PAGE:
May 31, 2011

Voyage to DEAAAATH!!!

I love the sound of that train!
Hey, just thought I'd share an old Werewolf story with you from a really old... Werewolf comic. Look these scans were laying around on my hard drive, dammit.

Okay okay, so this story is from issue 3 of  Weird Tales of Werewolves, an Australian comic book produced by Gredon, in... ahh... the 1970s. They're reprints of what appear to be Spanish comic stories. If you look at the first page right at the bottom it says, "Editorial Vilmar -- Barcelona -- the Illustrated".

More than that, I can't actually tell you at this point, the comic has no creator credits. But damn it's a rollickin' good story.

There were a tonne of these books put out in the 70s here in Australia. I'll be getting more of them, I'm sure. In the meanwhile, enjoy the voyage.


May 27, 2011

The Queer Case of the Gay Joker

First off, given the potentially volatile content related herein, I apologize in advance for the pun-title of my post. I don't mean any harm by it, but likewise could not resist referencing The Queer Case of the Murdering Butterfly.

I've had this nugget of information for a while, but only recently got the relevant scans done to illustrate that I didn't make it up, given the evidently obscure nature of the info. I don't want to misrepresent anything, so this post will take a little bit to get to the point. But, please, read on.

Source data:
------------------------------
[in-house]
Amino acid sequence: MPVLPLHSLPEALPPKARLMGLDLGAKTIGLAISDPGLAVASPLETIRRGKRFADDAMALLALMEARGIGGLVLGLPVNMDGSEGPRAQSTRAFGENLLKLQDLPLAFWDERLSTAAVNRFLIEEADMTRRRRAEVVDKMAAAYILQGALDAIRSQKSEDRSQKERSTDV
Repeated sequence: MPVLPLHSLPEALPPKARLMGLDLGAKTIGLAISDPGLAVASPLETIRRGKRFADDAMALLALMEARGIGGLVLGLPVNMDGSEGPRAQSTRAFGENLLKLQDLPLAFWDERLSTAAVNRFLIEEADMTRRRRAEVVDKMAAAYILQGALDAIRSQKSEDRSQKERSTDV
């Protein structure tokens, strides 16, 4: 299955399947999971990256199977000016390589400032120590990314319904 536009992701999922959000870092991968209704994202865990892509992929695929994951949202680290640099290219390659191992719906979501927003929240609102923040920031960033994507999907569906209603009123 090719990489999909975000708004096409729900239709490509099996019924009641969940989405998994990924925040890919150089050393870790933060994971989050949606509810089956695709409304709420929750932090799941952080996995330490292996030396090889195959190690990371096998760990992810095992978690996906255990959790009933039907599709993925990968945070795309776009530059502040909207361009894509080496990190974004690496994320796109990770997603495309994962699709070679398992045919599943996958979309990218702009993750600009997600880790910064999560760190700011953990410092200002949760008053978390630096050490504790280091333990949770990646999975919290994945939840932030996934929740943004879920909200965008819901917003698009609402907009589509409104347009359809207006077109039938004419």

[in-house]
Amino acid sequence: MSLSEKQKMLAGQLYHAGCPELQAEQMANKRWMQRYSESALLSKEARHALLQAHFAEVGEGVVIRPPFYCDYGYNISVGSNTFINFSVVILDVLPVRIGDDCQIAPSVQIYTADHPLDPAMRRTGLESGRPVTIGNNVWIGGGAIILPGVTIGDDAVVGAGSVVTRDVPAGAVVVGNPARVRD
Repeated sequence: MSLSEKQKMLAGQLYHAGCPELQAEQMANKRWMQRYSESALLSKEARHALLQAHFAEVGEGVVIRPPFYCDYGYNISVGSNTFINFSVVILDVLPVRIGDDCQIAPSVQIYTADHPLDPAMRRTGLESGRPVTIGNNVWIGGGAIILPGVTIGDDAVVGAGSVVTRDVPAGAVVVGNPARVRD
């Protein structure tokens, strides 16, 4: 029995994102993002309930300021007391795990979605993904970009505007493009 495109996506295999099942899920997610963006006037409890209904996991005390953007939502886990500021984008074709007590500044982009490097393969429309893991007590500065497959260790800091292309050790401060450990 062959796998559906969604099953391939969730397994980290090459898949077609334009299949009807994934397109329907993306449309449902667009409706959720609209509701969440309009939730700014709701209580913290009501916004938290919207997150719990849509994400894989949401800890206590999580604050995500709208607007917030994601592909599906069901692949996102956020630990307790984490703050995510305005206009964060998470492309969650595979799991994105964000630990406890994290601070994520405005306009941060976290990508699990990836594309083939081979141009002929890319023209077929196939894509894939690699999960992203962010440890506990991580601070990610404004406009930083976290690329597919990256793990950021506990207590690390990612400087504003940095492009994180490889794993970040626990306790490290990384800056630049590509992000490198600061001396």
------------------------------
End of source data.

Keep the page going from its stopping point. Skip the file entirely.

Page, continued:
I've owned this one Batman book called the Comics Files Magazine Spotlight On Batman Files for a few years. It was published in 1986 by an independent group called Heroes Publishing Inc., who also put out guides to other comic properties along with sci-fi and horror TV shows. To the left and right are the front and back covers to their Batman book - click the thumbnails to enlarge.

The book describes Batman's history up to the time of publication, with chapters about the Golden Age, the New Look, the "Englehart/Rogers Age" and "the Miller Revolution". It covers creators who worked on the series, supporting cast members and villains, and includes interviews with Steve Englehart and Frank Miller (who gives insight into his "upcoming" Batman: Year One project).

But one factoid contained in the Batman Files book has always held my attention, and I've been curious about it ever since I first read it. It's buried in the introduction, which talks about what influenced Bob Kane, Jerry Robinson and Bill Finger. You can read it - highlighted - below.

May 26, 2011

Dennis: Hates his dog, Has no neck.

This is from the 1968 Dennis the Menace (US) comic book "Dennis The Menace: Pet Parade". It was printed by Fawcett.

--Andrew S.
(Still doesn't explain why he has no goddamn neck.)

May 24, 2011

Jughead and Sexuality: The Brain Campaign.

I hate those damned menaces to romance!
If you've ever watched Chasing Amy -- and if you're a geek you probably have -- then you've seen that scene where a gay guy tries to convince a guy of ambiguous sexuality that Archie comics are gay. He chooses Jughead as the main thrust of his argument -- clearly Jughead is the dom and Archie is his bitch.